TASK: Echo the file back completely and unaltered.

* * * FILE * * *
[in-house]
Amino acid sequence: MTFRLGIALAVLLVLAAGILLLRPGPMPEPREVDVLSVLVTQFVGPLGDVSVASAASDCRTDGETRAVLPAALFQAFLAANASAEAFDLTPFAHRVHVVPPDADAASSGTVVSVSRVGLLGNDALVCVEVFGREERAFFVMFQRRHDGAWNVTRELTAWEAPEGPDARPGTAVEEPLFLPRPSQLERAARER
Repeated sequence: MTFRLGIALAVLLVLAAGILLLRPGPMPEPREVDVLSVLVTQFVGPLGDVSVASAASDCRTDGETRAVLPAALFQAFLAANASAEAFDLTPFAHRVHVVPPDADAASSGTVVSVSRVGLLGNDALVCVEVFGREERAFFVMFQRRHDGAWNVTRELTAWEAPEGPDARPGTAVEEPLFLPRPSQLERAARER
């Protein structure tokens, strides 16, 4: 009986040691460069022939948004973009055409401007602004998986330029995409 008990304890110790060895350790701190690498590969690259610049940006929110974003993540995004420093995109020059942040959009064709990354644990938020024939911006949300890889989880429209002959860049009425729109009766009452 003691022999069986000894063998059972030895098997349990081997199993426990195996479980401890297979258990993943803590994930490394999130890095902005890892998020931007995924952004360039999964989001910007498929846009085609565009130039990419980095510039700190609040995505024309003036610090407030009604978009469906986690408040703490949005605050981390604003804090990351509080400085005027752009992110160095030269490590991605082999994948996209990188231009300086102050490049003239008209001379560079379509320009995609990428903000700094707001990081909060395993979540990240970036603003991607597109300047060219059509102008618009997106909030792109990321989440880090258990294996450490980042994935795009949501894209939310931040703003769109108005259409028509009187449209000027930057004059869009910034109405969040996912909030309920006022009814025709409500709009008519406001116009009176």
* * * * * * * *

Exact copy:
[in-house]
Amino acid sequence: MTFRLGIALAVLLVLAAGILLLRPGPMPEPREVDVLSVLVTQFVGPLGDVSVASAASDCRTDGETRAVLPAALFQAFLAANASAEAFDLTPFAHRVHVVPPDADAASSGTVVSVSRVGLLGNDALVCVEVFGREERAFFVMFQRRHDGAWNVTRELTAWEAPEGPDARPGTAVEEPLFLPRPSQLERAARER
Repeated sequence: MTFRLGIALAVLLVLAAGILLLRPGPMPEPREVDVLSVLVTQFVGPLGDVSVASAASDCRTDGETRAVLPAALFQAFLAANASAEAFDLTPFAHRVHVVPPDADAASSGTVVSVSRVGLLGNDALVCVEVFGREERAFFVMFQRRHDGAWNVTRELTAWEAPEGPDARPGTAVEEPLFLPRPSQLERAARER
């Protein structure tokens, strides 16, 4: 009986040691460069022939948004973009055409401007602004998986330029995409 008990304890110790060895350790701190690498590969690259610049940006929110974003993540995004420093995109020059942040959009064709990354644990938020024939911006949300890889989880429209002959860049009425729109009766009452 003691022999069986000894063998059972030895098997349990081997199993426990195996479980401890297979258990993943803590994930490394999130890095902005890892998020931007995924952004360039999964989001910007498929846009085609565009130039990419980095510039700190609040995505024309003036610090407030009604978009469906986690408040703490949005605050981390604003804090990351509080400085005027752009992110160095030269490590991605082999994948996209990188231009300086102050490049003239008209001379560079379509320009995609990428903000700094707001990081909060395993979540990240970036603003991607597109300047060219059509102008618009997106909030792109990321989440880090258990294996450490980042994935795009949501894209939310931040703003769109108005259409028509009187449209000027930057004059869009910034109405969040996912909030309920006022009814025709409500709009008519406001116009009176």